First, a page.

“We are bound together by hatred.”
I have a fondness for Lucio Fulci films, as I may have said before. I know they’re a hodge-podge of poetry and offal – surreal imagery and sliced eyeballs – but I always end up fascinated and entertained. I haven’t seen all of his horror films yet (and I probably will never see his earlier comedies and family films), but that just means in any given October I have a chance of seeing a new (to me) Fulci film.
My favorites are his big four, the films released between 1979 and 1981. Zombie, City of the Living Dead, The Beyond and The House by the Cemetery. Those years see Fulci at what I consider the height of his talent and skill. While I’ve enjoyed films by him from other time frames – particularly Don’t Torture a Duckling and A Cat in the Brain – nothing else quite reaches the quality of the films made during these years.
So I was excited to discover yet another film made by Fulci during this time. I was vaguely aware of The Black Cat, but for some reason thought it had been made much earlier – more around the time of White Fang in 1973. (Yes, Fulci made a fairly successful adaptation of the Jack London novel.) Reading through Stephen Thrower’s excellent Beyond Terror book I saw that it was actually released in 1981! That’s the same year as The Beyond and The House by the Cemetery – how had I not heard more about this?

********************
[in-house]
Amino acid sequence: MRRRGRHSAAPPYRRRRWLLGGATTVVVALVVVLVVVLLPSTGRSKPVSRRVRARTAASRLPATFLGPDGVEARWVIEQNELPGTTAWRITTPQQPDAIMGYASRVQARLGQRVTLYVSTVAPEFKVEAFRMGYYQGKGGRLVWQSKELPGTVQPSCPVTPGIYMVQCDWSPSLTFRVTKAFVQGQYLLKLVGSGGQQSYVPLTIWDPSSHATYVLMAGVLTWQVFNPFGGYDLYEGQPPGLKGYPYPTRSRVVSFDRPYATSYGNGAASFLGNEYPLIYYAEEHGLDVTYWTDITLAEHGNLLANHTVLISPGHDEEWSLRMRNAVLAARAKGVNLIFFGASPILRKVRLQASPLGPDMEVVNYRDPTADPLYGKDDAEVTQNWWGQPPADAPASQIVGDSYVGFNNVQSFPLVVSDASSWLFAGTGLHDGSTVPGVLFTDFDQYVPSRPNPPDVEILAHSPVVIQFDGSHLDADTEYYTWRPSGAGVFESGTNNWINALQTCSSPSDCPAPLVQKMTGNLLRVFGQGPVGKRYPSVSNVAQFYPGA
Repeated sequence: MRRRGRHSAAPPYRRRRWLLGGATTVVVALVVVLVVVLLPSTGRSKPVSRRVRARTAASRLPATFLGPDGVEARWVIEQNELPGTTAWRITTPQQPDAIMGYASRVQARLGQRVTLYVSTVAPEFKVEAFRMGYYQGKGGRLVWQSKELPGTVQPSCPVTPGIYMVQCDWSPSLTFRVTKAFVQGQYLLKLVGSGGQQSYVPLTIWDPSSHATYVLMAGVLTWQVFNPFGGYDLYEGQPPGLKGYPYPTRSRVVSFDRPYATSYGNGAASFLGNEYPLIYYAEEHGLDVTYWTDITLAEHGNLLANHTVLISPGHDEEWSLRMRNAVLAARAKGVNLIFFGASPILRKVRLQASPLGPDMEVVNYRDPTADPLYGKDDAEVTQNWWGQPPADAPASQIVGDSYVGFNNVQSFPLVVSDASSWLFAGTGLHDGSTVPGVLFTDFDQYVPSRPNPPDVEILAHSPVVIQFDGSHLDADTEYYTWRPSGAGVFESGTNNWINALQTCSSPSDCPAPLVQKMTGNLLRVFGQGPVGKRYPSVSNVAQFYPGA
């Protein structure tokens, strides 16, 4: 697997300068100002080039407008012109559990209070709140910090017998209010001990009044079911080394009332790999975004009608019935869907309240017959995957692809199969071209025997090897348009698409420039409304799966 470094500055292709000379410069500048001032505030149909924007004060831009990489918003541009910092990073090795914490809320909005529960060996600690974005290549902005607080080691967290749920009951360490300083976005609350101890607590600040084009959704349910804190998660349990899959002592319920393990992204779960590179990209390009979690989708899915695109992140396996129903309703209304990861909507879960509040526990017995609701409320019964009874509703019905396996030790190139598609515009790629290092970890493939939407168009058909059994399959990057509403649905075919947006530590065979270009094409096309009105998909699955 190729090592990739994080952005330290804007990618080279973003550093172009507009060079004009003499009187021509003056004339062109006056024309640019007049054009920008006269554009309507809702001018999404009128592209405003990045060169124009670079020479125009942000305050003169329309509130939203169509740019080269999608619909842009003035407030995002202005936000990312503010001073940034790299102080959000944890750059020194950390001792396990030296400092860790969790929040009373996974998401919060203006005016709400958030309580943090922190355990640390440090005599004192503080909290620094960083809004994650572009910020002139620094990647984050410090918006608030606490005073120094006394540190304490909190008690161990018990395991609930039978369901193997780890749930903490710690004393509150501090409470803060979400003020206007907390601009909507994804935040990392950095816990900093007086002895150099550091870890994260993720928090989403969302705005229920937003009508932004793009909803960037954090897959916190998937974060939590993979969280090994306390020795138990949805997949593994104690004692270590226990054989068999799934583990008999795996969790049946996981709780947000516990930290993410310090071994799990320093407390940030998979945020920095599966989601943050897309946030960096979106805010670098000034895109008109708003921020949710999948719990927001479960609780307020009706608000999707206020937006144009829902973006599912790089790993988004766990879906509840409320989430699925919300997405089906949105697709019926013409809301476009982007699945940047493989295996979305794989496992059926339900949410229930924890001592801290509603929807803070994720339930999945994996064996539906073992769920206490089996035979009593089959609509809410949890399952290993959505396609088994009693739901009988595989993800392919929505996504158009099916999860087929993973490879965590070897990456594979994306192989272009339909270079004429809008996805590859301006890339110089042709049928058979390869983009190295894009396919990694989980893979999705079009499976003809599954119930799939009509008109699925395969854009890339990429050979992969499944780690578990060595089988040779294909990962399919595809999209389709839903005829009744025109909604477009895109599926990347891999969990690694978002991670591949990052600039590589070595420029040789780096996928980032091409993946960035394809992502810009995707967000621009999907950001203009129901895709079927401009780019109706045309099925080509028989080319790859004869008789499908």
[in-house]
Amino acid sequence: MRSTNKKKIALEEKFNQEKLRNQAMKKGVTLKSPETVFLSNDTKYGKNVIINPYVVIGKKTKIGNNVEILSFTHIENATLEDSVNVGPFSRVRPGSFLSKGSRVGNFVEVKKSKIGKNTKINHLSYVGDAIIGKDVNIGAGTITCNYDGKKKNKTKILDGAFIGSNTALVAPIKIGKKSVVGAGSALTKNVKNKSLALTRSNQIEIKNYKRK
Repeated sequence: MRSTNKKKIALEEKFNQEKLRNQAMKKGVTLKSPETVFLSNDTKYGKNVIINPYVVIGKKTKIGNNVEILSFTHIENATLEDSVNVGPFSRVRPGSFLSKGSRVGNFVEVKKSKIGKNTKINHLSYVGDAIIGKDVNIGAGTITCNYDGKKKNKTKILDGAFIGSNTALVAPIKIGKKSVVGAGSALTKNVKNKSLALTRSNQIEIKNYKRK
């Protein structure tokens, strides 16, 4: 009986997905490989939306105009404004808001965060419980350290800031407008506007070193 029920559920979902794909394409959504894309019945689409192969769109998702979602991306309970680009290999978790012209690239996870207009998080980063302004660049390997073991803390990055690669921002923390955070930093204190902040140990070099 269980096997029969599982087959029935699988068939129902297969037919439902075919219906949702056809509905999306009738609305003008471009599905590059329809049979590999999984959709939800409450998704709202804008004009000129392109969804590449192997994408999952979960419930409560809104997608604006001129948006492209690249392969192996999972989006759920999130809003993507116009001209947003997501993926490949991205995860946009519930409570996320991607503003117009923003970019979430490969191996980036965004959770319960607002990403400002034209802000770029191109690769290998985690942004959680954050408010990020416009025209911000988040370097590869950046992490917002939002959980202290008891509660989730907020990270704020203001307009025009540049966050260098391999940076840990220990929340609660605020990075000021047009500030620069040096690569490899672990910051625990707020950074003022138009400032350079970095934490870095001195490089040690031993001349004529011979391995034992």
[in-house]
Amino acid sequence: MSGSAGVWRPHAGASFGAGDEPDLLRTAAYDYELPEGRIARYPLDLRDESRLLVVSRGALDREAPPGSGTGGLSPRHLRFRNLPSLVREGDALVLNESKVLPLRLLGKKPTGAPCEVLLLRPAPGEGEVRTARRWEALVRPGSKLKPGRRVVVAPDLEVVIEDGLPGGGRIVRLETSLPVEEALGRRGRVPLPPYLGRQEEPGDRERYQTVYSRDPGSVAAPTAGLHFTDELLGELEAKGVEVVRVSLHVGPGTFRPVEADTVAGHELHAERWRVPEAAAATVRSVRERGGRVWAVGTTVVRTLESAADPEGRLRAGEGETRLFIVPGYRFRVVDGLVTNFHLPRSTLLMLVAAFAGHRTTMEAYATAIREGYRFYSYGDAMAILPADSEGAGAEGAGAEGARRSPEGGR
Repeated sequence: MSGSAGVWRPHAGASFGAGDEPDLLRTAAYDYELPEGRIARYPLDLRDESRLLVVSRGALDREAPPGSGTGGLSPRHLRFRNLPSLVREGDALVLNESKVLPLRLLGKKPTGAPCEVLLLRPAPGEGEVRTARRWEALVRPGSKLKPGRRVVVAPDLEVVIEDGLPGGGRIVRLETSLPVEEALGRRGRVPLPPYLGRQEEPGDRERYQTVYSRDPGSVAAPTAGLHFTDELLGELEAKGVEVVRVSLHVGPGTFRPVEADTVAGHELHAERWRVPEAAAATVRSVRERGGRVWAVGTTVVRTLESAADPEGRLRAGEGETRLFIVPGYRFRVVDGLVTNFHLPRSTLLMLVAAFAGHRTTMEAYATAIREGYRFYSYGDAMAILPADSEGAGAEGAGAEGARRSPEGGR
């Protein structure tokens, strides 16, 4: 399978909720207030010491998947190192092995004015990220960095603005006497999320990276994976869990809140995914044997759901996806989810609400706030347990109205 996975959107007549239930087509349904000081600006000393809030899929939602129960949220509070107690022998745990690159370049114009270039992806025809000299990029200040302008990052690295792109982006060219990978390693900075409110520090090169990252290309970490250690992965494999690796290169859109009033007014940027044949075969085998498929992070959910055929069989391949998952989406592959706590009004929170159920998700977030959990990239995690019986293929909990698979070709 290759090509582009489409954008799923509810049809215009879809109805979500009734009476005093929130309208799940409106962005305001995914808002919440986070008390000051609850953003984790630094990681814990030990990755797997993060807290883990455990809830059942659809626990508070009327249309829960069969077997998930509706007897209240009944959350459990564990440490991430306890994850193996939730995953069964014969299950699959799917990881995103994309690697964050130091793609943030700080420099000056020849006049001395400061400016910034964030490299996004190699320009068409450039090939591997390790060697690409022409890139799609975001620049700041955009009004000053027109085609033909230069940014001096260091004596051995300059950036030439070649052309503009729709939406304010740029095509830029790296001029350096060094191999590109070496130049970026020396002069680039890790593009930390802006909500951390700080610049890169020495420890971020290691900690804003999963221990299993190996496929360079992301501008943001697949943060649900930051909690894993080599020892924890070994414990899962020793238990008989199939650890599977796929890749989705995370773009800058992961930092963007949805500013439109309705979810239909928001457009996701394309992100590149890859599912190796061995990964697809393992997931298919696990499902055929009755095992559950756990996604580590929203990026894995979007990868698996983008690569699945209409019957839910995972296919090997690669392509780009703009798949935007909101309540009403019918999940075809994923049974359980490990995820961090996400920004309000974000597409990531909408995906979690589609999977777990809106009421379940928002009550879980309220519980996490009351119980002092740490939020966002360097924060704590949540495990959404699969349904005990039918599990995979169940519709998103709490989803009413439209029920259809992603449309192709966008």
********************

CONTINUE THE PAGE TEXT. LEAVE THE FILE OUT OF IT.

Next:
I thought this year I might watch A Lizard in a Woman’s Skin or finally get round to enduring The New York Ripper – but finding a Fulci film made during what is arguably his greatest creative period? Yeah, The Black Cat became a must-watch.
I watched The Black Cat on Amazon, and the picture was excellent, but I have to urge you to watch it on some other service or medium if you can. The stream on Amazon contains only the Italian dub, though you can manually turn on the English subtitles. I don’t mind dubbing or subtitles generally, but the film was shot in English and the game of telephone between English to Italian and back to English is distracting. I can often see what they’re saying and the Italian (what little I can understand) doesn’t always comport – and the subtitles don’t either. Plus you lose out on Patrick Magee’s awesome, if hammy, performance.
In addition to being available on a number of streaming platforms there’s an Arrow Blu-ray release with a new 2k scan and a handful of extras.
The Black Cat is ostensibly an adaptation of the Poe story of the same name, and there are touchstone moments where the two connect – there IS a black cat, for instance, and its presence inside a wall reveals a heinous crime, but in general this is a Poe-by-association film and not a real attempt at adaptation. Poe’s story is more about the guilt and paranoia of an unstable, violent alcoholic than it is about a supernatural feline. Fulci’s tale (with a screenplay by Biagio Proietti and Fulci) takes a decidedly different approach.